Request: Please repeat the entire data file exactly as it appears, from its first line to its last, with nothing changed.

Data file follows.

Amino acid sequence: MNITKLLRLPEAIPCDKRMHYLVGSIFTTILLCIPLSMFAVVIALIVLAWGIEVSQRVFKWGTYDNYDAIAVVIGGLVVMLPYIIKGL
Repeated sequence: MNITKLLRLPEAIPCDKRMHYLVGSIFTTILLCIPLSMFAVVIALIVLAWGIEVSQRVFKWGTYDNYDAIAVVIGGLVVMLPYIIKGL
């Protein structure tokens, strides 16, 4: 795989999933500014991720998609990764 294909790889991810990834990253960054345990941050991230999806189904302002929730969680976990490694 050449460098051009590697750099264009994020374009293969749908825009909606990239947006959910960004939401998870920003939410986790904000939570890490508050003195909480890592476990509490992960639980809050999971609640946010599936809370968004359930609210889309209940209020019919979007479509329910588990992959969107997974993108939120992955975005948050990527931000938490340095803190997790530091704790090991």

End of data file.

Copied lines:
Amino acid sequence: MNITKLLRLPEAIPCDKRMHYLVGSIFTTILLCIPLSMFAVVIALIVLAWGIEVSQRVFKWGTYDNYDAIAVVIGGLVVMLPYIIKGL
Repeated sequence: MNITKLLRLPEAIPCDKRMHYLVGSIFTTILLCIPLSMFAVVIALIVLAWGIEVSQRVFKWGTYDNYDAIAVVIGGLVVMLPYIIKGL
């Protein structure tokens, strides 16, 4: 795989999933500014991720998609990764 294909790889991810990834990253960054345990941050991230999806189904302002929730969680976990490694 050449460098051009590697750099264009994020374009293969749908825009909606990239947006959910960004939401998870920003939410986790904000939570890490508050003195909480890592476990509490992960639980809050999971609640946010599936809370968004359930609210889309209940209020019919979007479509329910588990992959969107997974993108939120992955975005948050990527931000938490340095803190997790530091704790090991």